DC Comics And Beyond – Before Watchmen: Rorschach #1

DC Comics, Before Watchmen, Alan Moore, Dave Gibbons, Brian Azzarello, Lee Bermejo, Joker

I’ve been pleasantly surprised on several levels by this event from DC, so it’s time to review the latest release!

Before Watchmen: Rorschach #1. Here’s the description from dccomics.com: “Brian Azzarello and Lee Bermejo reunite for this Before Watchmen tale of crime and (very painful) punishment. ‘What made you this way?’ And don’t miss the latest chapter of the Crimson Corsair backup epic from writer Len Wein and artist John Higgins!”

We’ve probably all heard that Alan Moore doesn’t care for what DC is doing — revisiting the Watchmen via prequels. But several great “name” comic creators have been doing a wonderful job with the books, and I’ve been sure to get them in my weekly stack of stuff. I’m happy to say that the sales numbers have been pretty strong as well, better than I expected!

This book gives us some background for Rorschach, who has been one of the most popular Watchmen of all. Like the rest of the Before Watchmen event, this comic isn’t for the younger readers among us. It’s very adult, a place this character feels right at home in!

Azzarello is probably best known for his 100 Bullets books as well as his successful take on Wonder Woman, the first to be popular in quite some time. Bermejo created Batman: Noel, which is for me a holiday classic. The pair has worked together before on a gripping book about The Joker. So this team has quite the heavy hitters!

First off, the stunning cover for this issue is my favorite so far! You actually see Rorschach in his own mask, and I really liked that.

DC Comics, Before Watchmen, Alan Moore, Dave Gibbons, Brian Azzarello, Lee Bermejo, JokerThe story is a powerful one, showing us that a human crime fighter doesn’t always come away from a fight unscathed. We suffer with our hero as he literally takes a serious beating while in the seamy underbelly of crime in his city.

The most gripping part of the issue happens during a conversation between Rorschach (not wearing his mask, for once) and a waitress in a diner. After explaining his injuries by saying he was mugged the night before, Rorschach says, “The muggers … they made a mistake.” The waitress responds, “Meaning you didn’t have anything on you … .” Rorschach returns with a dramatic line, “Meaning I’m not dead.” If I were those criminals, I’d relocate fast!

Like all the other Before Watchmen comics to date, this one is a worthy successor to the original series. If you haven’t been reading them, I highly recommend that you do!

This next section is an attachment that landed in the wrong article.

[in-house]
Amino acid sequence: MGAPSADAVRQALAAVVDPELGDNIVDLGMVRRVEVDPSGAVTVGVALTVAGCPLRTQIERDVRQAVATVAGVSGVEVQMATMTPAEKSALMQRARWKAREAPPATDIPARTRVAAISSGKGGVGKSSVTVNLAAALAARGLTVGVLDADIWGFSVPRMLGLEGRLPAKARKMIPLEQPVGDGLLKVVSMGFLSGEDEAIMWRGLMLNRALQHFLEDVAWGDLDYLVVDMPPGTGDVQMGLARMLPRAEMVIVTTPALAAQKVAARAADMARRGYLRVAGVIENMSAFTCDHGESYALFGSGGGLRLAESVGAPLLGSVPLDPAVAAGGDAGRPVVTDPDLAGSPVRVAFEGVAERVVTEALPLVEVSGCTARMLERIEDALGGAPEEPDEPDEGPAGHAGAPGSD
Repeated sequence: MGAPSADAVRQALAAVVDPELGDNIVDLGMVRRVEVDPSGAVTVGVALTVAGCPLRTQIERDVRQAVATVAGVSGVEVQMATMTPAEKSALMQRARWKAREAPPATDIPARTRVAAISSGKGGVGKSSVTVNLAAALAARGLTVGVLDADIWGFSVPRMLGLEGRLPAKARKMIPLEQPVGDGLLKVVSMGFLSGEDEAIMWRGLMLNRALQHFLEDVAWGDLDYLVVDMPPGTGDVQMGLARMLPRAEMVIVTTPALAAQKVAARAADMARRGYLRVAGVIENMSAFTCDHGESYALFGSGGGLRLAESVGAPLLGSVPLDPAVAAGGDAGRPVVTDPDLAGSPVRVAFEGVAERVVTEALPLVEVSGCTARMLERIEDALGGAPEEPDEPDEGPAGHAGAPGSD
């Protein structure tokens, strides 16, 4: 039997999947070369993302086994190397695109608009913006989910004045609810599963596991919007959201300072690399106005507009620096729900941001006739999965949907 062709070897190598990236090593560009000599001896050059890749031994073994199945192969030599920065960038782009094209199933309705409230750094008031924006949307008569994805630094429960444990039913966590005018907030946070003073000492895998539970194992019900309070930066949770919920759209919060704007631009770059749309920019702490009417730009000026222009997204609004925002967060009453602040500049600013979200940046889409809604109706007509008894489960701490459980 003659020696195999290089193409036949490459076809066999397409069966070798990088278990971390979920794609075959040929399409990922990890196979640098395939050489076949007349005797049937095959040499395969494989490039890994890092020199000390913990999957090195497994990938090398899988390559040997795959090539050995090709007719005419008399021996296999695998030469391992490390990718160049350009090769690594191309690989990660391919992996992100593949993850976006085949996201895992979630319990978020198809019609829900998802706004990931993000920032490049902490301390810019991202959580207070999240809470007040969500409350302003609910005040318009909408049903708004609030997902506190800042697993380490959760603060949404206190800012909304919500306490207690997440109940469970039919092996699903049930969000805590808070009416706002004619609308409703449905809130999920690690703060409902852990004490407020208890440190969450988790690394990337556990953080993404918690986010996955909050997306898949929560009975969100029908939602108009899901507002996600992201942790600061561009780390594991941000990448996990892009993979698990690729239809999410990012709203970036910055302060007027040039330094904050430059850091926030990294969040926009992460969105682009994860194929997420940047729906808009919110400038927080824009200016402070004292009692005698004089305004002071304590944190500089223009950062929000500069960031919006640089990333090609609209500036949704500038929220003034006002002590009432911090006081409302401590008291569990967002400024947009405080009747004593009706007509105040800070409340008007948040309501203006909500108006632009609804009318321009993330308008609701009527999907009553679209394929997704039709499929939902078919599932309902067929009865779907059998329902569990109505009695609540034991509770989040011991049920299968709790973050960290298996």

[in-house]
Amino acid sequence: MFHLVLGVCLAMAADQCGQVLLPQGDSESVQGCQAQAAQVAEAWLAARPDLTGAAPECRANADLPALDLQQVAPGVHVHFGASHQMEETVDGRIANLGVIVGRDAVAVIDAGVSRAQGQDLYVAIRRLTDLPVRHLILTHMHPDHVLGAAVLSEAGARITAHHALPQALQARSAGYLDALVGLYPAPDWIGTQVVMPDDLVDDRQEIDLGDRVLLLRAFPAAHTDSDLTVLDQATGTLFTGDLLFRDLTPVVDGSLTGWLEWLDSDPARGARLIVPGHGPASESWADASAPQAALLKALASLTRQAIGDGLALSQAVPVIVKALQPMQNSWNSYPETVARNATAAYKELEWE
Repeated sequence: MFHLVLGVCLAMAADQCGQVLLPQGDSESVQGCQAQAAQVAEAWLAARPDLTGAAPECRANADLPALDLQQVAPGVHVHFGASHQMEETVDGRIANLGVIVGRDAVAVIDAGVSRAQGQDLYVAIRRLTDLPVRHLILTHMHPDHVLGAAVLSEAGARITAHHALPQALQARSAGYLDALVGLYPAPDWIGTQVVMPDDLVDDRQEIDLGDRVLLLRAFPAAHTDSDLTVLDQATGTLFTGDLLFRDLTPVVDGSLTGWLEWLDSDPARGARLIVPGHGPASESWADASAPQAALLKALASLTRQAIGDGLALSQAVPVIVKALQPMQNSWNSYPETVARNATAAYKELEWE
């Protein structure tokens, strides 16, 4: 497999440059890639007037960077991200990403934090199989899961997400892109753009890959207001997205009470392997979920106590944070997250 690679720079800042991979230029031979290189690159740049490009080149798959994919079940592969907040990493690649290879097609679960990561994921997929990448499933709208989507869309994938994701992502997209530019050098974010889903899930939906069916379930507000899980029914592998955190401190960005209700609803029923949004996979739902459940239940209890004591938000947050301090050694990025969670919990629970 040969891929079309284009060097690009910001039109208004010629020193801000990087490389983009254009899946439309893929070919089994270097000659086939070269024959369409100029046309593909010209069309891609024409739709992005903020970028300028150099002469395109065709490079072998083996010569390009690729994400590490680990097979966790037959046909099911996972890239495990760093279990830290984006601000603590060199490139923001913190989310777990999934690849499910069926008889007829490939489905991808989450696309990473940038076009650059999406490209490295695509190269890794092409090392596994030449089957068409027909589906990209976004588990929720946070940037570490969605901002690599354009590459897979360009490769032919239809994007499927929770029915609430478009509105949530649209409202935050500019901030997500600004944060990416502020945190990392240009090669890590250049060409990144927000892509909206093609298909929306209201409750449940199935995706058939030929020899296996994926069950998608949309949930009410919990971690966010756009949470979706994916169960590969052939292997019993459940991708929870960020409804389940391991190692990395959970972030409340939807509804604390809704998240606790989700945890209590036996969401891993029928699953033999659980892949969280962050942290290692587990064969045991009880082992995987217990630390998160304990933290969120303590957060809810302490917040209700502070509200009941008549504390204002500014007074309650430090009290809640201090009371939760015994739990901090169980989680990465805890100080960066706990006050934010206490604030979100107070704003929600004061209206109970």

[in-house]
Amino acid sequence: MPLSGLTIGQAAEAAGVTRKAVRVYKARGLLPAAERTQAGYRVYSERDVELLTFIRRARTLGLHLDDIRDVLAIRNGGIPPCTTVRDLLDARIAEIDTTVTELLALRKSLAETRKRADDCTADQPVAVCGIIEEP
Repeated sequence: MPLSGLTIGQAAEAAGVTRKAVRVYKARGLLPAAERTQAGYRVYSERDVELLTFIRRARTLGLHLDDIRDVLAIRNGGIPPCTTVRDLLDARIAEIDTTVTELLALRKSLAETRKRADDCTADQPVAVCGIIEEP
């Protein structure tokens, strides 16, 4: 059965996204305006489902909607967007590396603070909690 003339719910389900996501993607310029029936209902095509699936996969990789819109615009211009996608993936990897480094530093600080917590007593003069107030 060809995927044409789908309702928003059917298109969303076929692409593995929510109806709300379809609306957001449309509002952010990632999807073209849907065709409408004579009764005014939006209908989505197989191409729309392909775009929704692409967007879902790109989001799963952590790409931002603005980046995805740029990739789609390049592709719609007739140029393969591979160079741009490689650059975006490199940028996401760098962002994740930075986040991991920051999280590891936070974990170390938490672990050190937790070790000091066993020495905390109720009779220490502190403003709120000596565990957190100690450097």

More New 52 Reviews: Here are more quick thoughts on the DC books out this week. First, Nightwing takes on Paragon from The Republic of Tomorrow. Birds Of Prey takes on Poison Ivy’s rebellion. Catwoman #12 once again has the Penguin involved. Red Hood And The Outlaws #12 continues the group’s outer-space adventure. Then came Green Lantern, with a startling revelation about Hal Jordan. Next, Green Lantern Corps #12 by Peter J. Tomasi shows the end of one of the corps ! Wonder Woman features the birth of a child! Batwoman #12 features the return of J.H. Williams III. Captain Atom focuses on the people around the character and their fondest desires. Supergirl journeys to the bottom of the sea. Legion Of Super-Heroes battles the Dominators, one of my favorite DC alien races. Blue Beetle takes on the Blood Beetle. DC Comics Presents focuses on Kid Flash. Good reading all around!

Other books worth picking up this week included Green Lantern: The Animated Series #5 and Shade #11 of 12 from DC Comics; Avengers Academy #35  and Daredevil #17 from Marvel; Extermination  #3 and Peanuts Vol. 2  #1  from BOOM! Studios; Fatale #7 and Walking Dead #101 from Image; Jericho Season 4 #1 from IDW; as well as Bloodshot #2 and Harbinger #3 from Valiant.

Before Watchmen, DC Comics, Alan Moore, Brian Azzarello, Lee Bermejo, Rorschach

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Comments (2)

Why exactly are you “happy to say that the sales numbers are pretty strong as well, better than I expected!”?

How does this affect you? I can’t help but see that comment as a bit snide.

The key here was that a book like this, a prequel to such a huge, genre defining series as Watchmen, could end up being pretty hit or miss. It was great to see that sales on this book were strong. It meant that at least, at that time, DC was doing something right.

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